The UGC must offer its rationale in asking universities to move to a bilingual system while conducting examinations
The request of the chairman of the University Grants Commission (UGC), mandated to regulate quality in higher education institutions, to universities to allow students to write their examinations in their local languages even if the course is offered in English is a bit baffling while his call for using local language in the teaching-learning process at universities required wider discussion before implementation. The suggestion for the promotion of translation of original writing in local languages must, however, merits an unqualified welcome.
Educators are unanimous in their opinion that the medium of instruction at the early stages should be the mother tongue as it makes comprehension easier. Both the Right to Education Act, 2009, and the National Education Policy, 2020, seek to promote local languages until at least Class 5, but preferably till Class 8 and beyond. It is very clear that they favour a multi-lingual approach to education, especially at the early level. The medium of instruction can change later but the basics of the learning process that children imbibe in the early stages would stand them in good stead even when they change the medium. In India, however, this is an idea which is still on the discussion table; the pre-primary and primary education is still conducted in languages other than the mother tongue in a good share of institutions.
A great many varsities in India have adopted English as the medium of instruction at the graduate level and above keeping in mind the versatility of the students who get enrolled in them. The reason could also be that higher educational qualifications with the medium of instruction being a language which has more acceptability across regions and abroad would be an idea that will help them in an increasingly globalised world.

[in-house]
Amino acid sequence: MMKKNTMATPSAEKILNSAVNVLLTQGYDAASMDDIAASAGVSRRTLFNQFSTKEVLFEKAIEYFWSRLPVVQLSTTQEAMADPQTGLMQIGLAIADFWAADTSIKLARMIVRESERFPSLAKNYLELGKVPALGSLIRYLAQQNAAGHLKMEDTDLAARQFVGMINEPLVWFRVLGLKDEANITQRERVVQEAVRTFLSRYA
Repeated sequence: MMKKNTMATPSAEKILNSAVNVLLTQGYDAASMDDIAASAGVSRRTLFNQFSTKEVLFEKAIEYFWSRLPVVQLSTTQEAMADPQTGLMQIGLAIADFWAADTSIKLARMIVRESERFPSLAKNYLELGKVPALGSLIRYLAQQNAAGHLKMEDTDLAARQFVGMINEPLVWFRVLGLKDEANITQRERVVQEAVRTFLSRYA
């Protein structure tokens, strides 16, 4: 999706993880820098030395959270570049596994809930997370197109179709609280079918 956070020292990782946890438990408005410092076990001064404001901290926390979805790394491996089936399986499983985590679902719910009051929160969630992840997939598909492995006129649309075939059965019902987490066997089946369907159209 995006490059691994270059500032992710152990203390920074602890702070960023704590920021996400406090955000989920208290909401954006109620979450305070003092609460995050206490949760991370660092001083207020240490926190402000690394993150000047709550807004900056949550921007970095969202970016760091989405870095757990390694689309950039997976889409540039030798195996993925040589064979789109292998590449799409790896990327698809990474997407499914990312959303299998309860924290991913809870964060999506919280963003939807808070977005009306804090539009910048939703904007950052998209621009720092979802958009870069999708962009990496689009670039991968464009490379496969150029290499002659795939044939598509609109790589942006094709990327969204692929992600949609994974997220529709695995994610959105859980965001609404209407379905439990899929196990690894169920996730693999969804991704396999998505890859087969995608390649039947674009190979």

The UGC must offer its rationale in asking such universities to move to a bilingual system while conducting examinations. The primary question is whether it will advance the cause of higher education if the course is conducted in one language and the examination done in another. It must assess the chances of the new proposal resulting in reserving the job of teachers to those who are proficient in local languages. The UGC must also explain if it has thought through such a scenario, especially when the global trend is that the teachers evaluate the students on a 360-degree basis instead of yearly assessments.
Curiously, the UGC’s suggestion is in line with the reported recommendations of the Committee of Parliament on Official Language, headed by Union home minister Amit Shah, last year. It has suggested that the medium of instruction in all higher educational institutions in Hindi-speaking areas should be Hindi and in others, the respective local language. This is applicable even to institutions of national importance such as IITs.
From the looks, they are all attempts to promote local languages. However, there are people who have a lurking fear that it is a ploy to banish English from the campuses first and then impose Hindi on non-Hindi speaking areas in the name of national integration. No one has a doubt about the need for encouraging local languages but careful thought must go into their promotion as the medium of instruction at the university level. It will not be a good idea to shoot at the tyres of a racing car just to replace them with new, untested ones.